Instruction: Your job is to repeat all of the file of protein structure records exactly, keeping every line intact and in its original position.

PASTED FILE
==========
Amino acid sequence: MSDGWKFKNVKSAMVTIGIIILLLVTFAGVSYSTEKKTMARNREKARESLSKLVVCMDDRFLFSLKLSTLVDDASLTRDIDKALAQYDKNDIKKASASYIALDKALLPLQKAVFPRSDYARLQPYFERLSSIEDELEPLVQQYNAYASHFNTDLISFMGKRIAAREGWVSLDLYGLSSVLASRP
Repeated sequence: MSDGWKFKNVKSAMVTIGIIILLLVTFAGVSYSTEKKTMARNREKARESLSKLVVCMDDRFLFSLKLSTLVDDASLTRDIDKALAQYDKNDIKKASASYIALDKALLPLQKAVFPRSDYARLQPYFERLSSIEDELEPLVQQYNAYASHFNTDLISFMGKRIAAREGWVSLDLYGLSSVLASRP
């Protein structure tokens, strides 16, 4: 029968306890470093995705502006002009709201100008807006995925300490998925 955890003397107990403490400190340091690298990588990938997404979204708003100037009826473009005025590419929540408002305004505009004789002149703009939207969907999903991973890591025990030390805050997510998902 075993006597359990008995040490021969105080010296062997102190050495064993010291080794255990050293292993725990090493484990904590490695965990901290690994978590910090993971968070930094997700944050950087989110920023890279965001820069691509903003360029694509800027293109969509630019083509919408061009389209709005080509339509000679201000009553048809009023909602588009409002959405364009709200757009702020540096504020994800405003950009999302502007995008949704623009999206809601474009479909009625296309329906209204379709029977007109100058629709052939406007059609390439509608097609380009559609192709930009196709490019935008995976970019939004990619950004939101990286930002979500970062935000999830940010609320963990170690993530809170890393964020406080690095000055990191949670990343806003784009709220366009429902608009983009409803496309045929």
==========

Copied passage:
Amino acid sequence: MSDGWKFKNVKSAMVTIGIIILLLVTFAGVSYSTEKKTMARNREKARESLSKLVVCMDDRFLFSLKLSTLVDDASLTRDIDKALAQYDKNDIKKASASYIALDKALLPLQKAVFPRSDYARLQPYFERLSSIEDELEPLVQQYNAYASHFNTDLISFMGKRIAAREGWVSLDLYGLSSVLASRP
Repeated sequence: MSDGWKFKNVKSAMVTIGIIILLLVTFAGVSYSTEKKTMARNREKARESLSKLVVCMDDRFLFSLKLSTLVDDASLTRDIDKALAQYDKNDIKKASASYIALDKALLPLQKAVFPRSDYARLQPYFERLSSIEDELEPLVQQYNAYASHFNTDLISFMGKRIAAREGWVSLDLYGLSSVLASRP
């Protein structure tokens, strides 16, 4: 029968306890470093995705502006002009709201100008807006995925300490998925 955890003397107990403490400190340091690298990588990938997404979204708003100037009826473009005025590419929540408002305004505009004789002149703009939207969907999903991973890591025990030390805050997510998902 075993006597359990008995040490021969105080010296062997102190050495064993010291080794255990050293292993725990090493484990904590490695965990901290690994978590910090993971968070930094997700944050950087989110920023890279965001820069691509903003360029694509800027293109969509630019083509919408061009389209709005080509339509000679201000009553048809009023909602588009409002959405364009709200757009702020540096504020994800405003950009999302502007995008949704623009999206809601474009479909009625296309329906209204379709029977007109100058629709052939406007059609390439509608097609380009559609192709930009196709490019935008995976970019939004990619950004939101990286930002979500970062935000999830940010609320963990170690993530809170890393964020406080690095000055990191949670990343806003784009709220366009429902608009983009409803496309045929």